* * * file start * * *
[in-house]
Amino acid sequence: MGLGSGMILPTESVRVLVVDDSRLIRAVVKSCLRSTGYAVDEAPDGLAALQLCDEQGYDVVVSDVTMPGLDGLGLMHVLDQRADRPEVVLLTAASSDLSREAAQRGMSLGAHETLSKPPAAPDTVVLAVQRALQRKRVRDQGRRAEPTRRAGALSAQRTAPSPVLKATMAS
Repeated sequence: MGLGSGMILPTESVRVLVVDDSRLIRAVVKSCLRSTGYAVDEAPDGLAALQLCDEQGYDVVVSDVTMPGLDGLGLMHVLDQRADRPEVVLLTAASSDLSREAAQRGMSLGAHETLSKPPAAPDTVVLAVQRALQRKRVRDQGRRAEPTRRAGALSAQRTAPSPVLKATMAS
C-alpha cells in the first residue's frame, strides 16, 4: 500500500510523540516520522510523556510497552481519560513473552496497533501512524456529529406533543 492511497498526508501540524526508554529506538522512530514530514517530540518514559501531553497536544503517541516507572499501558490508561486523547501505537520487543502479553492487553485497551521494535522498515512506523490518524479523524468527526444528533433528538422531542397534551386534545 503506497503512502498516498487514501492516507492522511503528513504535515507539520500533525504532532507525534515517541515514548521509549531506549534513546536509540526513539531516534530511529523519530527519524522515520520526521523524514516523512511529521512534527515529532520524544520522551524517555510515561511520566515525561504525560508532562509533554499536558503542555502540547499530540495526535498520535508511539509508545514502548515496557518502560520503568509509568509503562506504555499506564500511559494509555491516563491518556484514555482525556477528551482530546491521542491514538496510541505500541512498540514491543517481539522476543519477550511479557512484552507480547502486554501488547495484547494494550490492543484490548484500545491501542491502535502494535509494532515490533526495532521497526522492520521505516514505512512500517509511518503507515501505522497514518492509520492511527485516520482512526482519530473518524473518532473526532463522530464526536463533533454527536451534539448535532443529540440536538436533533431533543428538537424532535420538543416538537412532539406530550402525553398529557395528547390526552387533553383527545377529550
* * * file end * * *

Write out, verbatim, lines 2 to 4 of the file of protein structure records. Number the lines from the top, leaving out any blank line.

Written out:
Amino acid sequence: MGLGSGMILPTESVRVLVVDDSRLIRAVVKSCLRSTGYAVDEAPDGLAALQLCDEQGYDVVVSDVTMPGLDGLGLMHVLDQRADRPEVVLLTAASSDLSREAAQRGMSLGAHETLSKPPAAPDTVVLAVQRALQRKRVRDQGRRAEPTRRAGALSAQRTAPSPVLKATMAS
Repeated sequence: MGLGSGMILPTESVRVLVVDDSRLIRAVVKSCLRSTGYAVDEAPDGLAALQLCDEQGYDVVVSDVTMPGLDGLGLMHVLDQRADRPEVVLLTAASSDLSREAAQRGMSLGAHETLSKPPAAPDTVVLAVQRALQRKRVRDQGRRAEPTRRAGALSAQRTAPSPVLKATMAS
C-alpha cells in the first residue's frame, strides 16, 4: 500500500510523540516520522510523556510497552481519560513473552496497533501512524456529529406533543 492511497498526508501540524526508554529506538522512530514530514517530540518514559501531553497536544503517541516507572499501558490508561486523547501505537520487543502479553492487553485497551521494535522498515512506523490518524479523524468527526444528533433528538422531542397534551386534545 503506497503512502498516498487514501492516507492522511503528513504535515507539520500533525504532532507525534515517541515514548521509549531506549534513546536509540526513539531516534530511529523519530527519524522515520520526521523524514516523512511529521512534527515529532520524544520522551524517555510515561511520566515525561504525560508532562509533554499536558503542555502540547499530540495526535498520535508511539509508545514502548515496557518502560520503568509509568509503562506504555499506564500511559494509555491516563491518556484514555482525556477528551482530546491521542491514538496510541505500541512498540514491543517481539522476543519477550511479557512484552507480547502486554501488547495484547494494550490492543484490548484500545491501542491502535502494535509494532515490533526495532521497526522492520521505516514505512512500517509511518503507515501505522497514518492509520492511527485516520482512526482519530473518524473518532473526532463522530464526536463533533454527536451534539448535532443529540440536538436533533431533543428538537424532535420538543416538537412532539406530550402525553398529557395528547390526552387533553383527545377529550